Why do people buy organic food? The moderating role of environmental concerns and trust
Journal article, Peer reviewed
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Original versionJournal of Retailing and Consumer Services. 2020, 57 (November), 102247 10.1016/j.jretconser.2020.102247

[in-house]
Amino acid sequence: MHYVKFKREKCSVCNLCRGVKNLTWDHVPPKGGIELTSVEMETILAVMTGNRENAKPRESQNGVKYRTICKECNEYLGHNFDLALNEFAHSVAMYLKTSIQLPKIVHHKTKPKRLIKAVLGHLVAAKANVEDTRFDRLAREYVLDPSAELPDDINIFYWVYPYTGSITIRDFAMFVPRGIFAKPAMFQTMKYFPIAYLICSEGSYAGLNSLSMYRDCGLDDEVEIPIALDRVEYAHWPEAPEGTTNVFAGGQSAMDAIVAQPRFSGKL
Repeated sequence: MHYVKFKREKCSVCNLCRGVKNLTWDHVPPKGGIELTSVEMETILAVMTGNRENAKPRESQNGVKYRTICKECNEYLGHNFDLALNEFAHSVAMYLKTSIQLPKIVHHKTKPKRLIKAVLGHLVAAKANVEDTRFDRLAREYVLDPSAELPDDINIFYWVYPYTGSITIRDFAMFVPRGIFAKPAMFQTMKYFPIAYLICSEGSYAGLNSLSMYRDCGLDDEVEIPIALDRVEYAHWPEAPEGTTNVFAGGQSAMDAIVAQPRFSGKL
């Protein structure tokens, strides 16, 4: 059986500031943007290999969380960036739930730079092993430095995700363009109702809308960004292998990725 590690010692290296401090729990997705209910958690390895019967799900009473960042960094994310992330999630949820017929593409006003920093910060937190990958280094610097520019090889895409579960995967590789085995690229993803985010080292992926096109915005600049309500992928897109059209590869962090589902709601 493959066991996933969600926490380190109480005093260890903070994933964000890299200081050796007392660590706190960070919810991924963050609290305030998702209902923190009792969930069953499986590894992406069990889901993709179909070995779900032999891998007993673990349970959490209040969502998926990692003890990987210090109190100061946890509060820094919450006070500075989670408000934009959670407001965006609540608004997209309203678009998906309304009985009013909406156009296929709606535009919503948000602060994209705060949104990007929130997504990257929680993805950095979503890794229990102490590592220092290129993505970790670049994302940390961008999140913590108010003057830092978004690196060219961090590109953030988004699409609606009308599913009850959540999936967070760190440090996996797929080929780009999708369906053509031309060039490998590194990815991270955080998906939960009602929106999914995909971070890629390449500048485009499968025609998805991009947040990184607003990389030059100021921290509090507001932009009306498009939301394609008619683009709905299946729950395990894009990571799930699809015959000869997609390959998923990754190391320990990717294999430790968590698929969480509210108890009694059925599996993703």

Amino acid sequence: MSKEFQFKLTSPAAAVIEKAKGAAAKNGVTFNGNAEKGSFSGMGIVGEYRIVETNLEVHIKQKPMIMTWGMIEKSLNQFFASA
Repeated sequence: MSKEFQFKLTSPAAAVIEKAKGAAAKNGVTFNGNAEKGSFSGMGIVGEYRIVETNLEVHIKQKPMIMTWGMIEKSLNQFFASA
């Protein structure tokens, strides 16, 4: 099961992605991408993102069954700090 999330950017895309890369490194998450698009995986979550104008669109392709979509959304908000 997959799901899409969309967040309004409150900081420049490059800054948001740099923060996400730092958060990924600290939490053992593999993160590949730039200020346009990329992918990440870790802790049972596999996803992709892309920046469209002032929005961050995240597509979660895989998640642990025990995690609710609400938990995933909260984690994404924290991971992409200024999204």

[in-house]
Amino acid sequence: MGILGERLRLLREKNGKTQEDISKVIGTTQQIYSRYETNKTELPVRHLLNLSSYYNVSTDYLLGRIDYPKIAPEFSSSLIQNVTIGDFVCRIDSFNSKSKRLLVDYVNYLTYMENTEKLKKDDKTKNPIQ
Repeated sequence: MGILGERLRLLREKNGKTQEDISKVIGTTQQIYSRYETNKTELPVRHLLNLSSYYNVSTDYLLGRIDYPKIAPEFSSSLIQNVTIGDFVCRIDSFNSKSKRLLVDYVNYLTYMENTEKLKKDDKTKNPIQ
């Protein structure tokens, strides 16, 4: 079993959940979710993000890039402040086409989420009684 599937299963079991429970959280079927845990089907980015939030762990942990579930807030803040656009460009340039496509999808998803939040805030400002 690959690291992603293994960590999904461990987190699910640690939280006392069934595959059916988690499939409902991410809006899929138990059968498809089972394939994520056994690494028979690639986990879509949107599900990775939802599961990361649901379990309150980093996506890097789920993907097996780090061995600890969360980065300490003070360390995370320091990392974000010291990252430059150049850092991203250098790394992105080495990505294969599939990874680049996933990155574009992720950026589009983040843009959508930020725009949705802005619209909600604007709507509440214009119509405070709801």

Although consumer interest in organic food has risen over time, resulting in a generally positive attitude toward these organic food products, scholarly research suggests a comparatively low volume of its consumption in the market. This has resulted in an urgent need to study the motivations which enhance consumers’ proclivity to purchase food items produced organically. The current research attempts to understand potential associations between motivations (intrinsic and extrinsic), attitude, and buying behaviour towards organic food. Self-determination theory (SDT) was applied to develop a theoretically grounded framework which was evaluated with 378 organic food consumers. The hypotheses were tested by analyzing the data through structural equation modelling (SEM), wherein environmental concerns and trust were the moderating variables. The study results demonstrate the significant influence of intrinsic motivation, integrated and external regulation on consumer attitude, and buying behaviour. But, attitude had no significant association with buying behaviour. The findings indicate consumers’ motivation may be stimulated to encourage higher frequencies of purchasing organic food by emphasizing values that reflect motivations arising from ethical or green consumerism, health, and social benefits. Furthermore, policymakers should focus on avenues to integrate organic food as permanent parts of individual lives and a socially exalting behavioral action.